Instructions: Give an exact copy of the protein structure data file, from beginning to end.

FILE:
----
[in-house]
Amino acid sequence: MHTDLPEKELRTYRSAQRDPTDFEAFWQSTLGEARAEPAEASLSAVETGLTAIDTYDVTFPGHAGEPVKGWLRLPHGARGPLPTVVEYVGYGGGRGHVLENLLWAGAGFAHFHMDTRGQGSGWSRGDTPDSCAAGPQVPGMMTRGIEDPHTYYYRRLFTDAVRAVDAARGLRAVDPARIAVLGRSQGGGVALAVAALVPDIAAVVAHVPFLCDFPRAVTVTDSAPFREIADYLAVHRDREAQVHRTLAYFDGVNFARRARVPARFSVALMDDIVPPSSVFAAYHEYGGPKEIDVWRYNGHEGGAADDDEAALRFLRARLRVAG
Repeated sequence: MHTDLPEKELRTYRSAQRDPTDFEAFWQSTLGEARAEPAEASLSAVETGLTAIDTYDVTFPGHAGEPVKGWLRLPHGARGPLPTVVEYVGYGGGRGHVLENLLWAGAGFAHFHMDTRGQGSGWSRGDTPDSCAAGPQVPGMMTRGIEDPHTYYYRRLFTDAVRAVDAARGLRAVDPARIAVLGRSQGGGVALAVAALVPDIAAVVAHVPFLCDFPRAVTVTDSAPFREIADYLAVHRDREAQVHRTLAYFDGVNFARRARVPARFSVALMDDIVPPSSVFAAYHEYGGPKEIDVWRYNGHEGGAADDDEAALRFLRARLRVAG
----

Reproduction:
[in-house]
Amino acid sequence: MHTDLPEKELRTYRSAQRDPTDFEAFWQSTLGEARAEPAEASLSAVETGLTAIDTYDVTFPGHAGEPVKGWLRLPHGARGPLPTVVEYVGYGGGRGHVLENLLWAGAGFAHFHMDTRGQGSGWSRGDTPDSCAAGPQVPGMMTRGIEDPHTYYYRRLFTDAVRAVDAARGLRAVDPARIAVLGRSQGGGVALAVAALVPDIAAVVAHVPFLCDFPRAVTVTDSAPFREIADYLAVHRDREAQVHRTLAYFDGVNFARRARVPARFSVALMDDIVPPSSVFAAYHEYGGPKEIDVWRYNGHEGGAADDDEAALRFLRARLRVAG
Repeated sequence: MHTDLPEKELRTYRSAQRDPTDFEAFWQSTLGEARAEPAEASLSAVETGLTAIDTYDVTFPGHAGEPVKGWLRLPHGARGPLPTVVEYVGYGGGRGHVLENLLWAGAGFAHFHMDTRGQGSGWSRGDTPDSCAAGPQVPGMMTRGIEDPHTYYYRRLFTDAVRAVDAARGLRAVDPARIAVLGRSQGGGVALAVAALVPDIAAVVAHVPFLCDFPRAVTVTDSAPFREIADYLAVHRDREAQVHRTLAYFDGVNFARRARVPARFSVALMDDIVPPSSVFAAYHEYGGPKEIDVWRYNGHEGGAADDDEAALRFLRARLRVAG